The wife and I have been visiting our getaway desert mountain oasis now for about ten days. I’ve watched a couple of snowstorms blow in on top of us from the San Jacinto Mountains, which separate us from the Pacific.
The people have been telling us how brutally cold the air is expected to become, but we can only laugh, as 40 is not that bad, especially when compared with the rest of the country.
The soft snow sprinkle we received the other day has nearly melted. I am afraid that the owners of this beautiful home, when they return, will think I am great at exaggerating the facts, perhaps even deluded by my own lack of weather-sense. I had written and told them what mighty results the last arctic blast had left behind, but a few warm sunny days have made my claims appear to be less than perfect.
I had planned to do some heavy reading while here. Somehow my resolve has gone the way of the fallen snow. It seems that this happened to me once before down here; perhaps the desert air has a sprinkle of laziness in it.
I did complete the one book on mindfulness that I had been slowly chewing on, and managed to read part way through another on the same subject as well. I would think that my focus and concentration would not be bound by the likes of geographical location, that I should be able to read anything anywhere with equal ease. The couple of places back home where I sit to read have formed within me a habit of focusing that I seem to have difficulty calling upon when my body is moved elsewhere. I once required my glasses, and now it’s both my glasses and my chair.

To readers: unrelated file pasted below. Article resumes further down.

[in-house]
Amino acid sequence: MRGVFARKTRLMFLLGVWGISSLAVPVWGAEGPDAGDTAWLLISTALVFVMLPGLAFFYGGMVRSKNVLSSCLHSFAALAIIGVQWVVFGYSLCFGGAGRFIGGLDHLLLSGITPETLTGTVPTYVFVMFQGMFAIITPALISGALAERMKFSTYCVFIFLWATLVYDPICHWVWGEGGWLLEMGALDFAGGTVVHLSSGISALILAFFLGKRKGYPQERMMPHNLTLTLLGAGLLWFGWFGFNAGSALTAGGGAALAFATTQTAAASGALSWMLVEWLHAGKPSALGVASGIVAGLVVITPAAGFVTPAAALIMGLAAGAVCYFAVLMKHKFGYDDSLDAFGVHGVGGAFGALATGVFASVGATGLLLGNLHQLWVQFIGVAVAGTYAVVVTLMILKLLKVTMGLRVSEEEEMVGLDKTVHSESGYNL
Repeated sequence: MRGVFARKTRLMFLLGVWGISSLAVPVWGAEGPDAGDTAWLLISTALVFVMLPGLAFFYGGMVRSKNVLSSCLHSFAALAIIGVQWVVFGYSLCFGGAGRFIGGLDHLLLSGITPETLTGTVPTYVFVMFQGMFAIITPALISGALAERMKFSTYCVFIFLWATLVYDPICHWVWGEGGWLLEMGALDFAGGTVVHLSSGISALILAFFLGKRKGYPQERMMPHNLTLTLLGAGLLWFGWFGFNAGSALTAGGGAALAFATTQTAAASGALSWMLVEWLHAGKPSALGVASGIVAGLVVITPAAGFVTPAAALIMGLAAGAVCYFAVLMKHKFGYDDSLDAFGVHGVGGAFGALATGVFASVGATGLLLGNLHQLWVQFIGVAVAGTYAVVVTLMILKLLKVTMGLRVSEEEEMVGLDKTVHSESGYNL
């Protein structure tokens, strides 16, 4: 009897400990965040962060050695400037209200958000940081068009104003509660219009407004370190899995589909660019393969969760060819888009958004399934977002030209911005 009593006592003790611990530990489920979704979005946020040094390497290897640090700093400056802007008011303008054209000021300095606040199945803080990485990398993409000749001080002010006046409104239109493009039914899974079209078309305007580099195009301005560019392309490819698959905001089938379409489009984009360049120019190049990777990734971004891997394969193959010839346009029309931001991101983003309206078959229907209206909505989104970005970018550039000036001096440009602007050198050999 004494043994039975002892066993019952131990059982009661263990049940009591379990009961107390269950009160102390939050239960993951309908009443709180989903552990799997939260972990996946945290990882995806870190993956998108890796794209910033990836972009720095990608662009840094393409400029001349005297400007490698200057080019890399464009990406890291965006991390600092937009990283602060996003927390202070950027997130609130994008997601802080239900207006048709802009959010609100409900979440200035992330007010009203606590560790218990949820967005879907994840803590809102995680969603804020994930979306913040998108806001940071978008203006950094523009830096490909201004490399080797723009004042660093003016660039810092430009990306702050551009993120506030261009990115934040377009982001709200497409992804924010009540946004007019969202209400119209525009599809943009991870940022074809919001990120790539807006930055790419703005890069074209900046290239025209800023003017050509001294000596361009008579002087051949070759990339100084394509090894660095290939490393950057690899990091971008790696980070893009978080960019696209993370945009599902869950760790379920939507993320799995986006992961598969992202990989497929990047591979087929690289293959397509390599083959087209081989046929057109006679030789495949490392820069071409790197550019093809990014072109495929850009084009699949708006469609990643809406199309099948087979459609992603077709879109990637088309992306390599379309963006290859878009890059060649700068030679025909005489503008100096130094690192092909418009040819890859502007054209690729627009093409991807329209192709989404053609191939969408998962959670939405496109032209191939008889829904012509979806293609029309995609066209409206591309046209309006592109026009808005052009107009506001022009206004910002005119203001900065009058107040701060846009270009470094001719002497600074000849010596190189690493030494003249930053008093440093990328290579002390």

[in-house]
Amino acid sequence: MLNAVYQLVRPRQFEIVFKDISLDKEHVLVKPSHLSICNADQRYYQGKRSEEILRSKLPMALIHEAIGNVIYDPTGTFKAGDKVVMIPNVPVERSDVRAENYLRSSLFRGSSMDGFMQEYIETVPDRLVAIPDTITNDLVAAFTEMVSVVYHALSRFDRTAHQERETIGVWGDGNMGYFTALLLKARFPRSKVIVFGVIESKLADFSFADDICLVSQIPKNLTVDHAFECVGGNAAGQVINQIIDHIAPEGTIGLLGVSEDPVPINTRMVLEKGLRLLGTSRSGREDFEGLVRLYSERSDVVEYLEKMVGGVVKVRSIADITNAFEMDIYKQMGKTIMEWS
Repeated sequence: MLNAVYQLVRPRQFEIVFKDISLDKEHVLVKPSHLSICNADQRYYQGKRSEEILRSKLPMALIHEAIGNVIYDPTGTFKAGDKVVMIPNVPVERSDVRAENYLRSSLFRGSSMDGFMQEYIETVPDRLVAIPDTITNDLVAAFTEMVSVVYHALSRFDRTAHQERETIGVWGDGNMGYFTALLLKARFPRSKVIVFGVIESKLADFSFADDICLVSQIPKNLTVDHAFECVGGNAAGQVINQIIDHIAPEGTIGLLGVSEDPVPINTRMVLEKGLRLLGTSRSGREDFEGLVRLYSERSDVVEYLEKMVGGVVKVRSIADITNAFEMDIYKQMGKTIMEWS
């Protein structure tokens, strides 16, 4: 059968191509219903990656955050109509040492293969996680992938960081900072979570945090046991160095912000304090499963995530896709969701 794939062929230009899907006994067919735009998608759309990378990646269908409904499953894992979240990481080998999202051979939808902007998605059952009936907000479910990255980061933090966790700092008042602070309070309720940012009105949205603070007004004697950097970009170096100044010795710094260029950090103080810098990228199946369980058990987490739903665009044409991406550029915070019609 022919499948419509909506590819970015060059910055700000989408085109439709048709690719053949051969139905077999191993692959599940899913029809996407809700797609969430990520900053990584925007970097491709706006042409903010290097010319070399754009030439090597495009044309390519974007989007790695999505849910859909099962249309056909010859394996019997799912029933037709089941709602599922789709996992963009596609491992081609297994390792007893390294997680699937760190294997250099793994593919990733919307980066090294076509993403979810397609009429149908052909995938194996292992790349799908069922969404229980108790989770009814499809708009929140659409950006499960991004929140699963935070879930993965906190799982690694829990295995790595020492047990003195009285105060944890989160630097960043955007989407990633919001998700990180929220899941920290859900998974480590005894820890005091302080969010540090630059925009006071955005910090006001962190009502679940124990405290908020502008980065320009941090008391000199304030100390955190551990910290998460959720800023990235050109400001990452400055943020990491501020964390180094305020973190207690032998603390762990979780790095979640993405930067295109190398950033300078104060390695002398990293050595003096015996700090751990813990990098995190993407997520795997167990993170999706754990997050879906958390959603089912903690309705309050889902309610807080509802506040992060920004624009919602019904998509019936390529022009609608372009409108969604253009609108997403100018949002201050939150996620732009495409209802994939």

I look, then, for other complementary activities so that my mind does not go to sleep on me. I am not perturbed by the phenomenon, however. It’s winter, the season in which I most identify with sluggishness, I’m hundreds of miles from the comforts and routines of home, and besides, I have had the rare privilege of parking myself at the base of these 10,000-foot mountains in awe and solitude. My efforts at reading have been of a different order of magnitude than what is my custom, and I feel as if another form of reading has sprouted up inside to temporarily replace the one with which I usually engage.